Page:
William & Mary

'The Indispensable Guide:' A sensible, comprehensible introduction to the research university

  • Indispensable author:
    Indispensable author:  Anne Charity Hudley is the Class of 1952 Associate Professor of English & Africana Studies at William & Mary and a co-director of WMSURE.  Photo by Stephen Salpukas
  • Indispensable author:
    Indispensable author:  Cheryl Dickter is an associate professor in the Department of Psychology at William & Mary and a co-director of WMSURE.  Photo by Stephen Salpukas
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It’s hard to understand the need for The Indispensable Guide to Undergraduate Research if you aren’t aware of some of the gaps that the book is designed to bridge.

“Imagine not understanding how college works,” Anne Charity Hudley explains. “The danger is this: You would come. You might take all your classes and do well. But you would miss out on all the things that make a research university great.”

Charity Hudley is one of the authors of The Indispensable Guide, along with Cheryl Dickter and Hannah Franz. All are associated with William & Mary: Charity Hudley is the Class of 1952 Associate Professor of English & Africana Studies. Dickter is an associate professor in the Department of Psychology, while Franz is completing her Ph.D. in the university’s School of Education.

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The authors all are involved in WMSURE — the W&M Scholars Undergraduate Research Experience. Charity Hudley and Dickter are co-directors, while Franz serves as WMSURE graduate assistant. The basic idea of WMSURE is to make sure that young scholar-researchers, especially those from underrepresented backgrounds, know how to get the most from a university education.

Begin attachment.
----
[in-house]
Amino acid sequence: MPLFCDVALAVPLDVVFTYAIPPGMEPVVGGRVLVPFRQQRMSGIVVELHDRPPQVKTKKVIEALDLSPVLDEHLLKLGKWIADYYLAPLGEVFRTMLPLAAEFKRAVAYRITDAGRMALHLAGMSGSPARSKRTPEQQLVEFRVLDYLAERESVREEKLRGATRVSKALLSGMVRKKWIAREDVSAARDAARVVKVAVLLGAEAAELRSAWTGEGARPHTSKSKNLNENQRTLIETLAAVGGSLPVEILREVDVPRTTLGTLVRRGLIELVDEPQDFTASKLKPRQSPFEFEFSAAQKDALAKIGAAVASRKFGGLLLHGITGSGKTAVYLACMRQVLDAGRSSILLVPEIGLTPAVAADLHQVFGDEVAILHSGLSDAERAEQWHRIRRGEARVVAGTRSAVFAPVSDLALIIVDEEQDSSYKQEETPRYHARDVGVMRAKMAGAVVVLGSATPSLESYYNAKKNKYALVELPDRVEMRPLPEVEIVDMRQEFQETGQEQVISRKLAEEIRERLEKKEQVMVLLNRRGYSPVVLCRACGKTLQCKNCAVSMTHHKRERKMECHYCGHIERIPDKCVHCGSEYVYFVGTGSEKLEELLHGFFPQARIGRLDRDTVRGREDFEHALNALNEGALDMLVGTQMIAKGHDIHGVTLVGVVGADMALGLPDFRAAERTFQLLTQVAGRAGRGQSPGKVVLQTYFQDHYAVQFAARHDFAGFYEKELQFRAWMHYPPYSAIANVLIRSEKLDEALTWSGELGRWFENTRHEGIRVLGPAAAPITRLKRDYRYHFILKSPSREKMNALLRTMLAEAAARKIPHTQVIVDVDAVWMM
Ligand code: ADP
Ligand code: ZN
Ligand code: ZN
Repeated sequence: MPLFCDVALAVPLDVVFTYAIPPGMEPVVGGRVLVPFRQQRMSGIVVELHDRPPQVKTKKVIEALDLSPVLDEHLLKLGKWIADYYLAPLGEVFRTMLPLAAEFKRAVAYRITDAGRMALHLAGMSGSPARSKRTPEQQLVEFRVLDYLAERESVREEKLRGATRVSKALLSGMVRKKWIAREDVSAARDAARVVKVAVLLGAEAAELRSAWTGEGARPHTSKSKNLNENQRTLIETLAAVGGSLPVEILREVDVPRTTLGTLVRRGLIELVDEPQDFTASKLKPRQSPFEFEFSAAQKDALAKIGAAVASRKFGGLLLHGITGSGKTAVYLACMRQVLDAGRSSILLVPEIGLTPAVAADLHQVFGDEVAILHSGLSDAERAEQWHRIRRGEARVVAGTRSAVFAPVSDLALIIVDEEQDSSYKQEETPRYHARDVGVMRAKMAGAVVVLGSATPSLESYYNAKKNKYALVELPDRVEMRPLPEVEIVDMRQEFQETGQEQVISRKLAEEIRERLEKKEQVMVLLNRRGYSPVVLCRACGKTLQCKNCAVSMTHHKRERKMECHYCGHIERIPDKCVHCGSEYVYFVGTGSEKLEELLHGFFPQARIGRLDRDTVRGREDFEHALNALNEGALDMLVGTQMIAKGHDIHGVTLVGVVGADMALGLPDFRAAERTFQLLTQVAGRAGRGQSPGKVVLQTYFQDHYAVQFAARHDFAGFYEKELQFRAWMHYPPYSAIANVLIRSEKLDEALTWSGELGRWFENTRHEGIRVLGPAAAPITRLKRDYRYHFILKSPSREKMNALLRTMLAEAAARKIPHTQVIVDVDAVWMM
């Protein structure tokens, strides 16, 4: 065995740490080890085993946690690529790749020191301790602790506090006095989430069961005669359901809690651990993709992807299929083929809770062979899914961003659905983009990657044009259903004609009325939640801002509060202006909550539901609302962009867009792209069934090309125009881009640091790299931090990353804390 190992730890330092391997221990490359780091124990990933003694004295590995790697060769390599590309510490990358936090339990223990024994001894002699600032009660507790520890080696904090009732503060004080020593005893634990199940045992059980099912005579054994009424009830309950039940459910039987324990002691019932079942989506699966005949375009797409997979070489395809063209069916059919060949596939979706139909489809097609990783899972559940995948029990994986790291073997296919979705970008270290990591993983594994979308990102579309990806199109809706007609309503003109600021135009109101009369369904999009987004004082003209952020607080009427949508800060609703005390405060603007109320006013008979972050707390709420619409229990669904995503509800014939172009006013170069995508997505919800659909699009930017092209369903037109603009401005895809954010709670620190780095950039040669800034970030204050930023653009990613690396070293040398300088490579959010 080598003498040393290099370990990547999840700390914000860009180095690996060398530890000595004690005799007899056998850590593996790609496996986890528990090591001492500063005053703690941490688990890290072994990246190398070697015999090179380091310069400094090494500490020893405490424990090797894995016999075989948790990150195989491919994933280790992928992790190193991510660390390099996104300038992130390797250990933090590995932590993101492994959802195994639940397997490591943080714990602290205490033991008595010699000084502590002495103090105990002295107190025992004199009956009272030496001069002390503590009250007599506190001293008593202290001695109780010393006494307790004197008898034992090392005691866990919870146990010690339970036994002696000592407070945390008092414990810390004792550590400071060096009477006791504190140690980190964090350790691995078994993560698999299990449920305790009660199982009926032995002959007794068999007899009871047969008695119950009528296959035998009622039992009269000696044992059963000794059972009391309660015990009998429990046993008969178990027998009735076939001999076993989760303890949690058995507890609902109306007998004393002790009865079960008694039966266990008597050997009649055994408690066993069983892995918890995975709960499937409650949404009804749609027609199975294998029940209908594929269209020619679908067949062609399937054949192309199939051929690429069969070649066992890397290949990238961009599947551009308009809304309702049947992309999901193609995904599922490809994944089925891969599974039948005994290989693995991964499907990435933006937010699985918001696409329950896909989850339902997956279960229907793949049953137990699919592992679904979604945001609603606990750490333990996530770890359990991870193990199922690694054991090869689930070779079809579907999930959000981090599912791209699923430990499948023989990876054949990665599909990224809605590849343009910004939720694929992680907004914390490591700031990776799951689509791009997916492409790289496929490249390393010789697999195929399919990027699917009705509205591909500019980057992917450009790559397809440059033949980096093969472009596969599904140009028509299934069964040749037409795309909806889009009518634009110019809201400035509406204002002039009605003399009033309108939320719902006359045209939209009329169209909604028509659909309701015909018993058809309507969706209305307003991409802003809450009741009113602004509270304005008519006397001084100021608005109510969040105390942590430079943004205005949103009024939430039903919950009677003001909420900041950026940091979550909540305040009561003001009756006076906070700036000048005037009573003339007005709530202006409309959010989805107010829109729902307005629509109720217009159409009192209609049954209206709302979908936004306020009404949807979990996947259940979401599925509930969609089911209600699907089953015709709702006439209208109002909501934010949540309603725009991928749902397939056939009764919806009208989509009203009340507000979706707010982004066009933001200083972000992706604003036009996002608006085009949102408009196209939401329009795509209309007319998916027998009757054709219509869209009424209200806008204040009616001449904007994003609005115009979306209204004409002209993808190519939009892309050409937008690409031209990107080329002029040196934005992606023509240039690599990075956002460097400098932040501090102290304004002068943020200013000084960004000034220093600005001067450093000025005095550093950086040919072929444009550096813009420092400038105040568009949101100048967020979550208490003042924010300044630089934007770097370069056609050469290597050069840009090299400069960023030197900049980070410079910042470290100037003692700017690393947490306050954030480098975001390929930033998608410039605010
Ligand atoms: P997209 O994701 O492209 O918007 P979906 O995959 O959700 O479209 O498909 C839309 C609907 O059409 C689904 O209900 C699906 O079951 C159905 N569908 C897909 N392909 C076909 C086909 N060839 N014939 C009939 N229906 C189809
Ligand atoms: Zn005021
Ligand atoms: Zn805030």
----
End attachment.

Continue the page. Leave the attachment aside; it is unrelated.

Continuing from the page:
The Indispensable Guide essentially bottles and exports best practices learned through working with students in WMSURE and other academic areas. The basic idea is to show students how they can become involved in the scholarship and research performed by faculty, but the authors point out that students miss the trailheads of the paths to research because from a new-student viewpoint these entrance points are often overgrown by the underbrush of academic culture.

“So we start at the beginning,” Charity Hudley says. She gave the example of faculty office hours. The concept of “office hours” is a literal no-brainer for a university professor: write them on the board, make sure they’re on the syllabus, etc. But experience with WMSURE has shown the authors that students don’t always matriculate with a full understanding of faculty office hours.

“When someone’s coming in the door, it’s new, especially if they’re a first-generation college student,” Charity Hudley said. “We actually found a lot who were not first-generation who were asking about office hours: What is it? When is it? Where do I go? What’s the benefit?”

And so The Indispensible Guide gives a full, yet succinct, account of faculty office hours. As it does with so many explanations, the book adds context in the form of a quote from a WMSURE student: “Beyond getting extra clarification, office hours have allowed me to get to know my professors on a level that goes beyond the classroom. I’m learning that it is critical to make personal connections. Professors definitely notice who is making the extra efforts and who is not.”